Neuroscientists and neurosurgeons from EPFL/CHUV/UNIL and CEA/CHUGA/UGA report in the journal Nature that they have re-established the communication between the brain and spinal cord with a wireless digital bridge, allowing a paralyzed person to walk again naturally.

Life Sciences - Health - 24.05.2023

Paleontology - Life Sciences - 23.05.2023
Did dome-headed dinosaurs sport bristly headgear?
An artist's depiction of a newly described species of pachycephalosaur that was named Platytholus clemensi, after the late UC Berkeley paleontologist William Clemens.

Health - Life Sciences - 22.05.2023
New partnership will use molecular glues to tackle ’undruggable’ disease targets
Researchers at Imperial, the Francis Crick Institute and AstraZeneca will advance the discovery of new -molecular glues- to treat a range of diseases.

Life Sciences - 22.05.2023
Taking the congestion out of commuting
Associate Professor Jinhua Zhao studies how and why people move, and designs multi-modal mobility systems.

Environment - Life Sciences - 22.05.2023
MIT junior Anushree Chaudhuri named 2023 Udall Scholar
Udall Foundation Scholarship honors public service commitment to environmental issues. MIT junior Anushree Chaudhuri has been selected as a 2023 Morris K. Udall and Stewart L. Udall Foundation Scholar.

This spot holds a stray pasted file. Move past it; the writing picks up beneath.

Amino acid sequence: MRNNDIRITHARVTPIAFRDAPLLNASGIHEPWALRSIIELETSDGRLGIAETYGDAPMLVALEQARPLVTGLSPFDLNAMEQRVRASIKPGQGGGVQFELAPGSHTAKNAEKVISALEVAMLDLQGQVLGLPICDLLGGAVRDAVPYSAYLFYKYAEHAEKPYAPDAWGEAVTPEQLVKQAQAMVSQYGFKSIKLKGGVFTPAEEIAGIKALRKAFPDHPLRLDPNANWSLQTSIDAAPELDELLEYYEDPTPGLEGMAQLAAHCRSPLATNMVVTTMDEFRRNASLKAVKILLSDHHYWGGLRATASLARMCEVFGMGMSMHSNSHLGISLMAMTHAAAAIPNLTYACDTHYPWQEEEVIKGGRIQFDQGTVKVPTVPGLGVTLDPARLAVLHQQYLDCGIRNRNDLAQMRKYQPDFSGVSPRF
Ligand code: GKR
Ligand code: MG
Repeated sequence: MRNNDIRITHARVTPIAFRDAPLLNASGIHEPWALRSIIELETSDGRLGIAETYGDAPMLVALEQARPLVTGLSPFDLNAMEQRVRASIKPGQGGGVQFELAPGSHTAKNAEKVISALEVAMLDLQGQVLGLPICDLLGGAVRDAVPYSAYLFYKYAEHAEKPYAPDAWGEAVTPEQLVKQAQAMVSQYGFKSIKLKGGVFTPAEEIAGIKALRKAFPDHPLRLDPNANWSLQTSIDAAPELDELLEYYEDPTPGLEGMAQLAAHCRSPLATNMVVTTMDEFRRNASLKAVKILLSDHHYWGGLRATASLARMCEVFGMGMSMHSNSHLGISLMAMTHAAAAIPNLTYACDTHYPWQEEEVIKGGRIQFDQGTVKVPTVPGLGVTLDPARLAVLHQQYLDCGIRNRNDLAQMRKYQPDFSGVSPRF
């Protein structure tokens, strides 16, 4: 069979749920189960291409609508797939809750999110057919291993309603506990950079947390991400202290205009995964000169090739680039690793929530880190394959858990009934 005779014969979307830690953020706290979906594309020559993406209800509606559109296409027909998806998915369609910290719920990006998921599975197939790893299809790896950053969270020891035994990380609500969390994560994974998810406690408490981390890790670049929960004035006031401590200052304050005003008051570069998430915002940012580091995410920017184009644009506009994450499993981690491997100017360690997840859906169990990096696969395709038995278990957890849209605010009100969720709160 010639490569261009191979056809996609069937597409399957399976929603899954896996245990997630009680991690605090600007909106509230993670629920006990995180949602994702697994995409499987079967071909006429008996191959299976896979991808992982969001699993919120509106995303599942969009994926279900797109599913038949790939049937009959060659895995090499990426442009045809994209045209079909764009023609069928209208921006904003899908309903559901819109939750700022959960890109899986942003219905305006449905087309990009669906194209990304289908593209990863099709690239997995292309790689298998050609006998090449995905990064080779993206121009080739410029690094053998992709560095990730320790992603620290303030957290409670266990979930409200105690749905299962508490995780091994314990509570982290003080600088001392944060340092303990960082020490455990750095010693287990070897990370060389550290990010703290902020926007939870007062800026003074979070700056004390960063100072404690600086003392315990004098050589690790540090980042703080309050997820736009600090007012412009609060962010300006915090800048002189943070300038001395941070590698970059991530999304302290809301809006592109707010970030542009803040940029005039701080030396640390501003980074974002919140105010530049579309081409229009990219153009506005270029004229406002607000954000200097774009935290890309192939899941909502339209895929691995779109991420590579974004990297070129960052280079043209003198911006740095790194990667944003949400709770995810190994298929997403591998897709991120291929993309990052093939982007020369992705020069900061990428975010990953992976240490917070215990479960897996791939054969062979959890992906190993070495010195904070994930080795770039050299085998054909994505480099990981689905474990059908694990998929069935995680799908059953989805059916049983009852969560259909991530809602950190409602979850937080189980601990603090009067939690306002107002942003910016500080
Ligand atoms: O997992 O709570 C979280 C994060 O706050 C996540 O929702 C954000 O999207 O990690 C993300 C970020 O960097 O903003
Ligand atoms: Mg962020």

Health - Life Sciences - 22.05.2023

Life Sciences - 22.05.2023
3 Questions: A new model of nervous system form, function, and evolution
Developing a new neuroscience model is no small feat. New faculty member Brady Weissbourd has risen to the challenge in order to study nervous system evolution, development, regeneration, and function.

Health - Life Sciences - 19.05.2023
New Collaborative Research Centre on ’Small Data’ in Medicine approved at the University of Freiburg
The project combines computer science, mathematics, statistics, medicine, and systems modelling The use of artificial intelligence even with relatively small biomedical data sets is being strengthene

Health - Life Sciences - 19.05.2023
DFG Funding: Two Collaborative Research Centres and two CRC/Transregio Successful
DFG Funding: Two Collaborative Research Centres and two CRC/Transregio Successful
The four research consortia in medicine receive finance amounting to approximately 63 million euros In the current approval round of the German Research Foundation (DFG), Heidelberg University has be

Health - Life Sciences - 18.05.2023

Life Sciences - Health - 17.05.2023
3 Questions: Sara Prescott on the brain-body connection
New MIT faculty member investigates how sensory input from within the body controls mammalian physiology and behavior. Many of our body's most important functions occur without our conscious knowledge, such as digestion, heartbeat, and breathing. These vital functions depend on the signals generated by the "interoceptive nervous system," which enables the brain to monitor our internal organs and trigger responses that sometimes save our lives.